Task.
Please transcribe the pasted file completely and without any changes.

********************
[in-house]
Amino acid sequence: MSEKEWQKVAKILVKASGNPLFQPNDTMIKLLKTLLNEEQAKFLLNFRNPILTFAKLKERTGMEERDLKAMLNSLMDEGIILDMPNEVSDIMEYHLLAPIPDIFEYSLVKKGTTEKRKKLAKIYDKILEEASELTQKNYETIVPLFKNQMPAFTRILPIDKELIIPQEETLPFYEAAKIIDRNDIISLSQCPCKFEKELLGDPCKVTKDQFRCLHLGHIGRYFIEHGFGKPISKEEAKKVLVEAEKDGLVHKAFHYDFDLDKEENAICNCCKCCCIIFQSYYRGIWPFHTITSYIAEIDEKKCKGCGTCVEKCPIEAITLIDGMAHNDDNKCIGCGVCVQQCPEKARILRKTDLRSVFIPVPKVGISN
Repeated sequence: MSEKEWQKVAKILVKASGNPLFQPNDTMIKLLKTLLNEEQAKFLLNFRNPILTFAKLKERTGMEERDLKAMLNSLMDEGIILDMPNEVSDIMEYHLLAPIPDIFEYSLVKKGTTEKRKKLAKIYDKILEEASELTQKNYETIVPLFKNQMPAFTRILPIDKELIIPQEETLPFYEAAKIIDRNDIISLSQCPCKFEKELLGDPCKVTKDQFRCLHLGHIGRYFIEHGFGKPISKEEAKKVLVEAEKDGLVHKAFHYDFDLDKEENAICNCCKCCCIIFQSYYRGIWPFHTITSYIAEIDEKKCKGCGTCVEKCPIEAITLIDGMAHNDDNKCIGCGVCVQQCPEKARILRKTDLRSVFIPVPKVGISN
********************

[in-house]
Amino acid sequence: MSEKEWQKVAKILVKASGNPLFQPNDTMIKLLKTLLNEEQAKFLLNFRNPILTFAKLKERTGMEERDLKAMLNSLMDEGIILDMPNEVSDIMEYHLLAPIPDIFEYSLVKKGTTEKRKKLAKIYDKILEEASELTQKNYETIVPLFKNQMPAFTRILPIDKELIIPQEETLPFYEAAKIIDRNDIISLSQCPCKFEKELLGDPCKVTKDQFRCLHLGHIGRYFIEHGFGKPISKEEAKKVLVEAEKDGLVHKAFHYDFDLDKEENAICNCCKCCCIIFQSYYRGIWPFHTITSYIAEIDEKKCKGCGTCVEKCPIEAITLIDGMAHNDDNKCIGCGVCVQQCPEKARILRKTDLRSVFIPVPKVGISN
Repeated sequence: MSEKEWQKVAKILVKASGNPLFQPNDTMIKLLKTLLNEEQAKFLLNFRNPILTFAKLKERTGMEERDLKAMLNSLMDEGIILDMPNEVSDIMEYHLLAPIPDIFEYSLVKKGTTEKRKKLAKIYDKILEEASELTQKNYETIVPLFKNQMPAFTRILPIDKELIIPQEETLPFYEAAKIIDRNDIISLSQCPCKFEKELLGDPCKVTKDQFRCLHLGHIGRYFIEHGFGKPISKEEAKKVLVEAEKDGLVHKAFHYDFDLDKEENAICNCCKCCCIIFQSYYRGIWPFHTITSYIAEIDEKKCKGCGTCVEKCPIEAITLIDGMAHNDDNKCIGCGVCVQQCPEKARILRKTDLRSVFIPVPKVGISN